Throughout Christian history, there have been leaders who have exercised pastoral leadership outside of the congregation. We could point to those who founded and led monastic orders, mission societies, Bible leagues, and various para-church organizations. Founders of movements and church planters are often in this category.
There is a new impetus for this type of leadership. Such leaders are ministry entrepreneurs. Many of them are young adults who have found a cause and are too eager or impatient to wait for the church to address it.
Leaders in these organizations engage in theological reflection, leader development, team building, effective communication, and administrative skills just as the pastor of a larger congregation does, but there certain other skills are necessary if they are to be effective.
First, they must practice cultural awareness and sensitivity. Entrepreneurial leaders deal with culture both internally and externally. They learn to read the culture in which they minister, understanding its norms, values, and beliefs in order to function more effectively. At the same time, they are creating an internal culture in the organization that both guides and empowers its mission.
Second, these leaders learn and practice creative problem solving skills in order to develop the strategies, tactics and practices needed to pursue their vision, accomplish their mission, and fulfill the need they have identified. They often find new ways to address old problems and this requires the ability to have a unique perspective on a situation.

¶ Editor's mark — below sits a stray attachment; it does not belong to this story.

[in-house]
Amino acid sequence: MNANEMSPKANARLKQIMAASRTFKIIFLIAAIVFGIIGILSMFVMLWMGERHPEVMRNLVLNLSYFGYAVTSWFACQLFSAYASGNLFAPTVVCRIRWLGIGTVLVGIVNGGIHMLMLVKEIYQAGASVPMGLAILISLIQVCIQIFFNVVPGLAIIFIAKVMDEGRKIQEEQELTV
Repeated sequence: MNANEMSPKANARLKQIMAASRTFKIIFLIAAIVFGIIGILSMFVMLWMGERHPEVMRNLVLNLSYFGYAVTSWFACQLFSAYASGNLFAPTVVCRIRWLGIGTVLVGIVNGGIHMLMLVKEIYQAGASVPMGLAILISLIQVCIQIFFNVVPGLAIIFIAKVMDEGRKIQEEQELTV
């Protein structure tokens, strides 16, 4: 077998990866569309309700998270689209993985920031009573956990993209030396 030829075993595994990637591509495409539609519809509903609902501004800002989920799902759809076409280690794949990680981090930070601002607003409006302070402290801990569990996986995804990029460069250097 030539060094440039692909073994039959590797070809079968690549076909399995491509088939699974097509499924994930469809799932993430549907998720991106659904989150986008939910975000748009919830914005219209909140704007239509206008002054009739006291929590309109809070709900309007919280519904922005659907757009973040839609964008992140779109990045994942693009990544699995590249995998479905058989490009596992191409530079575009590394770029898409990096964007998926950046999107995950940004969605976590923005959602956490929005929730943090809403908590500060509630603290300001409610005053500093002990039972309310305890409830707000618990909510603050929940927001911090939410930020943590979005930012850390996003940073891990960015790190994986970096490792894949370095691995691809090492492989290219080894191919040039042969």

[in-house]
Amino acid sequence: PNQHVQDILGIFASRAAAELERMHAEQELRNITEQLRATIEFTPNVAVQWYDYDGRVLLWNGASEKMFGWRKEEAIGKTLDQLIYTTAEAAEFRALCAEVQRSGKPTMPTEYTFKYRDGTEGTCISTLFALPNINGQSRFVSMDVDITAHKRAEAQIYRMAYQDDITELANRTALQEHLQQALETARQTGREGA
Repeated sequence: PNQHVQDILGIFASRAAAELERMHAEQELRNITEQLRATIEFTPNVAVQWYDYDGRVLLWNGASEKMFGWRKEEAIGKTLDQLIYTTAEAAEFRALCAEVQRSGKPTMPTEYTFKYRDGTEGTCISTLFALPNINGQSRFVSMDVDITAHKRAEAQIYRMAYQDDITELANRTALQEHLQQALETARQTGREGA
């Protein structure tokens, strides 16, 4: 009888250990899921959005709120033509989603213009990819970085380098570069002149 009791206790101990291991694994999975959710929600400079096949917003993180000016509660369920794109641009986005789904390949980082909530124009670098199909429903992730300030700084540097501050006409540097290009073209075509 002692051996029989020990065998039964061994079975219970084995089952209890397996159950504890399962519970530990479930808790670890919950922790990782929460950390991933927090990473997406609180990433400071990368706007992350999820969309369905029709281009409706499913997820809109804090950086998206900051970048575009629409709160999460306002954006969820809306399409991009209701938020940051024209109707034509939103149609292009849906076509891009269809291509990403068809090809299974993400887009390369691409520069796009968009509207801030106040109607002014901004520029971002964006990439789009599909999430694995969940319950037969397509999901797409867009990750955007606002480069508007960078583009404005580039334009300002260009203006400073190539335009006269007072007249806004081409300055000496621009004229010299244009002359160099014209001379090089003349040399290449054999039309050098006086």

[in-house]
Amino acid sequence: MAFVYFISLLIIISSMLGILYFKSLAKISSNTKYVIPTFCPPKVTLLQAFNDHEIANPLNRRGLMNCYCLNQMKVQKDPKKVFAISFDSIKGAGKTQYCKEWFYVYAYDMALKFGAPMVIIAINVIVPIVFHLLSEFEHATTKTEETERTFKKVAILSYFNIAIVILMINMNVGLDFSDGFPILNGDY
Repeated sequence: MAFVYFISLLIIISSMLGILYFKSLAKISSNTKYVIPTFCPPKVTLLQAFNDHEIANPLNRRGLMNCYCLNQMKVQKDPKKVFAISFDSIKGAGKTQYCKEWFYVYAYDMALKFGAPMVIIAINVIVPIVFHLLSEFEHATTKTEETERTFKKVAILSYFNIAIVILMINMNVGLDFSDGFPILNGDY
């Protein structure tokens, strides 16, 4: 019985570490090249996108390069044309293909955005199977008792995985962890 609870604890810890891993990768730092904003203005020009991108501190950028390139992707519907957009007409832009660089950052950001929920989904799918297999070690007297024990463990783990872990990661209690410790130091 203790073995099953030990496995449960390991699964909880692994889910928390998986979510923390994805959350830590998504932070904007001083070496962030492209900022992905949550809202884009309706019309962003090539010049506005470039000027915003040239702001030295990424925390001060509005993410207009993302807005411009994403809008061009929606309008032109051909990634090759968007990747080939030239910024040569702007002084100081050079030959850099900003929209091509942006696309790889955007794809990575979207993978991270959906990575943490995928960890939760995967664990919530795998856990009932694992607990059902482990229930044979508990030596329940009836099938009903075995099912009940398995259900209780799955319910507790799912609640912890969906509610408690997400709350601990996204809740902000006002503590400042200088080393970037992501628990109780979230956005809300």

Third, they must have excellent planning skills. This means that they can clearly articulate their mission, develop a workable “business plan,” identify and state their objectives, and design effective action steps, and then identify and obtain the resources they need.
Fourth, they will be students as well as practitioners of leadership. They must have the ability to learn from other leaders—through networking, participating in a peer cohort, reading, or being a protégé—and be able to mentor, supervise and coach those who join them in their cause.
The challenge for those who form ministry leaders—a theological school, for example-- is to provide the framework in which such skills can be developed. This is not a task for the faint of heart!